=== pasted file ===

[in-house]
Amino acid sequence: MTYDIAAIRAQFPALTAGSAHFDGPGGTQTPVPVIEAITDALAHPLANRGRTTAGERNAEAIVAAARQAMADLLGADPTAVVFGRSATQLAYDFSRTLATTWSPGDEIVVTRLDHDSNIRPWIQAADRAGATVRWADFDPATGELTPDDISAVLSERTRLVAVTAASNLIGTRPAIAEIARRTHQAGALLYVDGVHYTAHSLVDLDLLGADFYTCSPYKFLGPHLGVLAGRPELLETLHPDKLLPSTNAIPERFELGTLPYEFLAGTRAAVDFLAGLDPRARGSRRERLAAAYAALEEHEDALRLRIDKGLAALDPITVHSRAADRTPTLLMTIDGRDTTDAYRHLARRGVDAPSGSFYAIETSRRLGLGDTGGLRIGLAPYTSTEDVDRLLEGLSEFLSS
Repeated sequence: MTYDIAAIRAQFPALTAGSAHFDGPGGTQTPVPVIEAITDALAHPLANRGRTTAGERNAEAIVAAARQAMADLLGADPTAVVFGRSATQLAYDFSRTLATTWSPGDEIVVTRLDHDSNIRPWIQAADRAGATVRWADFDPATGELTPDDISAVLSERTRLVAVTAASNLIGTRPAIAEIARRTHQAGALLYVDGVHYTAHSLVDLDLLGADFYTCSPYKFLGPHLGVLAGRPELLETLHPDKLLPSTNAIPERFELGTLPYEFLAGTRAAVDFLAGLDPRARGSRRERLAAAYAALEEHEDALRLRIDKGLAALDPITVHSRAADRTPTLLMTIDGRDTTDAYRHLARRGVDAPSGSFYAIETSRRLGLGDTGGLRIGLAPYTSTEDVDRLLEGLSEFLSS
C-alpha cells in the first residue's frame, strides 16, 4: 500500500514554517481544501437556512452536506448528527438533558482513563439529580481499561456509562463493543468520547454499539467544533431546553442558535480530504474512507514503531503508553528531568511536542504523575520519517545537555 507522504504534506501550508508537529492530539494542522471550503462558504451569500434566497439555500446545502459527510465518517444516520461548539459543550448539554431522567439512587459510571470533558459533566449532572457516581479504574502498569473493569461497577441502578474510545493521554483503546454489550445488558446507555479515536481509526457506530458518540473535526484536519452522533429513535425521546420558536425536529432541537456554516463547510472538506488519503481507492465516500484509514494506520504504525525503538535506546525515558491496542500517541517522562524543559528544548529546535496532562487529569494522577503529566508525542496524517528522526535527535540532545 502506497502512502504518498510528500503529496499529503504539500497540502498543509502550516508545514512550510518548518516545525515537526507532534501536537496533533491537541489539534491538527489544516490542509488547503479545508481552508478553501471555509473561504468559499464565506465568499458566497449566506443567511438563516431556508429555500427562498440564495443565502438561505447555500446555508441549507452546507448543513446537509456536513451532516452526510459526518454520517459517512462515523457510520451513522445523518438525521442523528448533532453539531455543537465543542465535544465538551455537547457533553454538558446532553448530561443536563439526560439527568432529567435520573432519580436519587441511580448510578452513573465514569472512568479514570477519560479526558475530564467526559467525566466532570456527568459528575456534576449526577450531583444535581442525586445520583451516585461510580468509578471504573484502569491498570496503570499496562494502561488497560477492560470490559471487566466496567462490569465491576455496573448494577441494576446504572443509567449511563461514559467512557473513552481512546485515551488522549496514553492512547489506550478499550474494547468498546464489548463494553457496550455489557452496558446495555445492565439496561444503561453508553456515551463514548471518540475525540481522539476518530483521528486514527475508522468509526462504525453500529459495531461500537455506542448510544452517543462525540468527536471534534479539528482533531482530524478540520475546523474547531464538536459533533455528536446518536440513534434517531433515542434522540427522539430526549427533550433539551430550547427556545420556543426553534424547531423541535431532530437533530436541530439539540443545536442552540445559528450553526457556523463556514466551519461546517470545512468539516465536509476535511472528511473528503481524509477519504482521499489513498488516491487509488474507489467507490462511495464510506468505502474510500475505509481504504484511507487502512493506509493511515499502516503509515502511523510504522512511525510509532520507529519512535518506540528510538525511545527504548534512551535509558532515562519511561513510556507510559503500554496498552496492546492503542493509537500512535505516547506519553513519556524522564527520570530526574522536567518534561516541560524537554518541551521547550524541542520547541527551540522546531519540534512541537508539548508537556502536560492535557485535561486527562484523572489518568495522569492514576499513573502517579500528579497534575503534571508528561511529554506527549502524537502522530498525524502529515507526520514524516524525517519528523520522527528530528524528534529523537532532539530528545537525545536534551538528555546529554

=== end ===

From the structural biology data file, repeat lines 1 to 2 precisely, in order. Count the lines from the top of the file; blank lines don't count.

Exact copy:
[in-house]
Amino acid sequence: MTYDIAAIRAQFPALTAGSAHFDGPGGTQTPVPVIEAITDALAHPLANRGRTTAGERNAEAIVAAARQAMADLLGADPTAVVFGRSATQLAYDFSRTLATTWSPGDEIVVTRLDHDSNIRPWIQAADRAGATVRWADFDPATGELTPDDISAVLSERTRLVAVTAASNLIGTRPAIAEIARRTHQAGALLYVDGVHYTAHSLVDLDLLGADFYTCSPYKFLGPHLGVLAGRPELLETLHPDKLLPSTNAIPERFELGTLPYEFLAGTRAAVDFLAGLDPRARGSRRERLAAAYAALEEHEDALRLRIDKGLAALDPITVHSRAADRTPTLLMTIDGRDTTDAYRHLARRGVDAPSGSFYAIETSRRLGLGDTGGLRIGLAPYTSTEDVDRLLEGLSEFLSS